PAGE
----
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Director: Spike Lee


Starring: John David Washington, Adam Driver, Laura Harrier, Topher Grace, Jasper Pääkkönen

Spike Lee is back again – and boy, does he have something to say.


Never one to hide his opinions and not one to shy away from presenting his thoughts very clearly (and never without controversy), the sixty-one-year-old returns with BlacKkKlansman – an adaptation of the real-life story of Ron Stallworth, the first African-American detective within the Colorado Springs police department. Whilst the movie is set back in 1979, it’s apparent, sad and brutally true to say that not an awful lot has changed since then.

Being the first black officer on the force in the 1970’s was never going to be an easy fit for Ron Stallworth (Washington). Immediately facing racism from his fellow officers, he moves from the records room to an undercover infiltration of a local black student union rally before eventually being assigned to the intelligence department. Along the way he meets the head of the black student union, Patrice Dumas (Harrier), with whom he develops a close bond, and fellow cop Flip Zimmerman (Driver) who becomes his running mate throughout the movie. When Stallworth notices a call to join the local branch of the Ku Klux Klan, he can’t deny himself the chance to expose them for what they are – and it’s he and Zimmerman who team up to infiltrate the Klan and begin their work from within.


A great balance of low-key buddy cop japes and utterly solemn storytelling, BlacKkKlansman is a story from the 70’s that needed to be told today. The sad realisation that the events happening on screen still resonate hard today is a powerful feeling and Lee captures this and presents it excellently. With a super lead trio of Washington, Driver, and Harrier, the movie thunders through its runtime and never loses its impetus as Stallworth and Flip move deeper within the KKK and the walls start to close in on them. Sharply written and chilling, yet at the same time entertaining, this is Spike Lee back to his furious best.


The chemistry between Washington and Driver is first-class and the scenes with the two of them on-screen together are gold. Washington has his father’s screen presence and is magnetic to watch – his back-and-forth between cop/infiltrator and burgeoning relationship with activist Patrice is brilliantly portrayed - and Driver once again proves what a fine actor he is as a Jewish American grappling with the new knowledge that he has been idle for too long in the face of hate. Across the board, the performances are excellent, with Laura Harrier and Topher Grace standing out in two very different roles and the cast do a fine job with the stimulating material they are given.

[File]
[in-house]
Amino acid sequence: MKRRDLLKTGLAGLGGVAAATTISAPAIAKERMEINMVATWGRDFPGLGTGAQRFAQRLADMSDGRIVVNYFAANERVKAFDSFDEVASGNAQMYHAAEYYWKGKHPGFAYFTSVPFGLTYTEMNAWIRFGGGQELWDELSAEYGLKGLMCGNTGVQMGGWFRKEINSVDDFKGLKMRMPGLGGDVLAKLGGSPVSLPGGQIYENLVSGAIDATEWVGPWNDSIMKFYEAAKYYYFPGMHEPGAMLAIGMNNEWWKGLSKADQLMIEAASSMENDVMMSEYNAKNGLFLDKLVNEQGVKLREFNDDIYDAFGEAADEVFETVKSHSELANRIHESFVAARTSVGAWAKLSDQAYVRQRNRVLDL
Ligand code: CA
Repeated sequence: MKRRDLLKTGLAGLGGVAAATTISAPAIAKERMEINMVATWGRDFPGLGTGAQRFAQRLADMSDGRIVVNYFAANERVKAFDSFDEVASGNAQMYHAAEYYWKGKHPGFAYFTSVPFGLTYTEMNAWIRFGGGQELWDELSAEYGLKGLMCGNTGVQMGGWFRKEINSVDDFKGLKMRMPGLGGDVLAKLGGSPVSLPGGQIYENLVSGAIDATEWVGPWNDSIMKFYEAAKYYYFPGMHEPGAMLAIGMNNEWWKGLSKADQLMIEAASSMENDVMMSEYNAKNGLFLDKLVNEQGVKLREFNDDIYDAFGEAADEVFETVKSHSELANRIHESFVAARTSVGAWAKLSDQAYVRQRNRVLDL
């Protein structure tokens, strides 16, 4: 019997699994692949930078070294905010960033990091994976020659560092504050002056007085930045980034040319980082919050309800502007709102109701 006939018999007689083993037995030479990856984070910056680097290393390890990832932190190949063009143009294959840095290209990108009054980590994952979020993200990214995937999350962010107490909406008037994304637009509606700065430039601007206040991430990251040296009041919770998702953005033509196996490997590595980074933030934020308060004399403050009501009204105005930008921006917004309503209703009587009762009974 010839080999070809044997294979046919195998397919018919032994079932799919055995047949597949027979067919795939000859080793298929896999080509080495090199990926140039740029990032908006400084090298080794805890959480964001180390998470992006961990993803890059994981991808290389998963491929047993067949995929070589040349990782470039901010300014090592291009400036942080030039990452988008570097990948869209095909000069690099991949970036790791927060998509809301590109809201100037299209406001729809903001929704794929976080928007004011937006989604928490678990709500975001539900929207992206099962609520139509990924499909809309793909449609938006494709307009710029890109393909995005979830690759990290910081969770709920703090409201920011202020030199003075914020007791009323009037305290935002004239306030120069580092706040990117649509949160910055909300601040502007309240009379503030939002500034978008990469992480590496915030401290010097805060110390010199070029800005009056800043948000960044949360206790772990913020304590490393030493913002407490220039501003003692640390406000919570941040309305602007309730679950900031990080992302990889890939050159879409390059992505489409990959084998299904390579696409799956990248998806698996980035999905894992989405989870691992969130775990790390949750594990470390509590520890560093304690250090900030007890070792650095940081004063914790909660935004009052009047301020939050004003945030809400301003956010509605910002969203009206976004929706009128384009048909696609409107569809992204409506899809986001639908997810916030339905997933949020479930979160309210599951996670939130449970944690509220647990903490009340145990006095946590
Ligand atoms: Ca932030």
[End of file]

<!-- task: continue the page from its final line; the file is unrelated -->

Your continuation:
The writing is incisive and cutting throughout. The KKK aren’t written as exaggerated super criminals and the police aren’t portrayed as the heroes here. It’s plainly obvious that the KKK are a ridiculous bunch of losers (mild) – however, what BlacKkKlansman does so well is to highlight just how terrifying they are as a group with their unmoving belief in the radical ideals that they follow. The first time the infamous gowns make an appearance is chilling (even though they look just a bit silly) and the staunch principles the Klan adhere to are presented solidly and they too are written very well. To counteract the heaviness, moments of levity are injected throughout the movie and, crucially, never feel out of place, everything feels organic here.


Simply put, the movie will keep you engaged and gripped throughout all the way up to its gut punch ending – seriously, it’s a furiously frustrating and sad finale to such a marvellous piece of work. BlacKkKlansman is a movie set decades ago, but it’s still viciously NOW. This is a seething account of a true story complete with fine performances, penetrating writing and (sadly) timely messages – it’s unmissable.

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September 7th 2018

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